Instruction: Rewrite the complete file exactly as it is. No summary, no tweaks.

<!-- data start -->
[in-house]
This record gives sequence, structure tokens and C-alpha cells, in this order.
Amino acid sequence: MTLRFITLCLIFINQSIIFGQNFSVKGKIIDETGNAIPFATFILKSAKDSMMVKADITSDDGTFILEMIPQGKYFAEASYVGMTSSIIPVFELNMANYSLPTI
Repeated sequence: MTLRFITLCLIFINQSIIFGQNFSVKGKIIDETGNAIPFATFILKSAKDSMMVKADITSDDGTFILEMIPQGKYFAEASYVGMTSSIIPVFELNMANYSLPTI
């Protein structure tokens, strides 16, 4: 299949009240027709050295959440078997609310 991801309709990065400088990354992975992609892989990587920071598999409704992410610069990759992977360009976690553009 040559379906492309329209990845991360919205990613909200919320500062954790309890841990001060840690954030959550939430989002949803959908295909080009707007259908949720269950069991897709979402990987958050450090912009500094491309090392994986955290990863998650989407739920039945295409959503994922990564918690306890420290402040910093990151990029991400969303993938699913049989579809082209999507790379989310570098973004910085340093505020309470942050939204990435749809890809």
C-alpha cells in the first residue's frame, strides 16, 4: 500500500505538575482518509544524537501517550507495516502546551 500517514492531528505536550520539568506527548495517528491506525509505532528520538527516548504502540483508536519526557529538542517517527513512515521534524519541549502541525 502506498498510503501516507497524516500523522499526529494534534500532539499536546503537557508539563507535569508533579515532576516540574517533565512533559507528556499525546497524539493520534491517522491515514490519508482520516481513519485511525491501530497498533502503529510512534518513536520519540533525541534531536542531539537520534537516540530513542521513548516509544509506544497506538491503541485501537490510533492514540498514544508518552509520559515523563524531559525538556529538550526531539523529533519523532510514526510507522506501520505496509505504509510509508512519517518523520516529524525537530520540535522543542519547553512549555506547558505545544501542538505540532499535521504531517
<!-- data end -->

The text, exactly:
[in-house]
This record gives sequence, structure tokens and C-alpha cells, in this order.
Amino acid sequence: MTLRFITLCLIFINQSIIFGQNFSVKGKIIDETGNAIPFATFILKSAKDSMMVKADITSDDGTFILEMIPQGKYFAEASYVGMTSSIIPVFELNMANYSLPTI
Repeated sequence: MTLRFITLCLIFINQSIIFGQNFSVKGKIIDETGNAIPFATFILKSAKDSMMVKADITSDDGTFILEMIPQGKYFAEASYVGMTSSIIPVFELNMANYSLPTI
């Protein structure tokens, strides 16, 4: 299949009240027709050295959440078997609310 991801309709990065400088990354992975992609892989990587920071598999409704992410610069990759992977360009976690553009 040559379906492309329209990845991360919205990613909200919320500062954790309890841990001060840690954030959550939430989002949803959908295909080009707007259908949720269950069991897709979402990987958050450090912009500094491309090392994986955290990863998650989407739920039945295409959503994922990564918690306890420290402040910093990151990029991400969303993938699913049989579809082209999507790379989310570098973004910085340093505020309470942050939204990435749809890809």
C-alpha cells in the first residue's frame, strides 16, 4: 500500500505538575482518509544524537501517550507495516502546551 500517514492531528505536550520539568506527548495517528491506525509505532528520538527516548504502540483508536519526557529538542517517527513512515521534524519541549502541525 502506498498510503501516507497524516500523522499526529494534534500532539499536546503537557508539563507535569508533579515532576516540574517533565512533559507528556499525546497524539493520534491517522491515514490519508482520516481513519485511525491501530497498533502503529510512534518513536520519540533525541534531536542531539537520534537516540530513542521513548516509544509506544497506538491503541485501537490510533492514540498514544508518552509520559515523563524531559525538556529538550526531539523529533519523532510514526510507522506501520505496509505504509510509508512519517518523520516529524525537530520540535522543542519547553512549555506547558505545544501542538505540532499535521504531517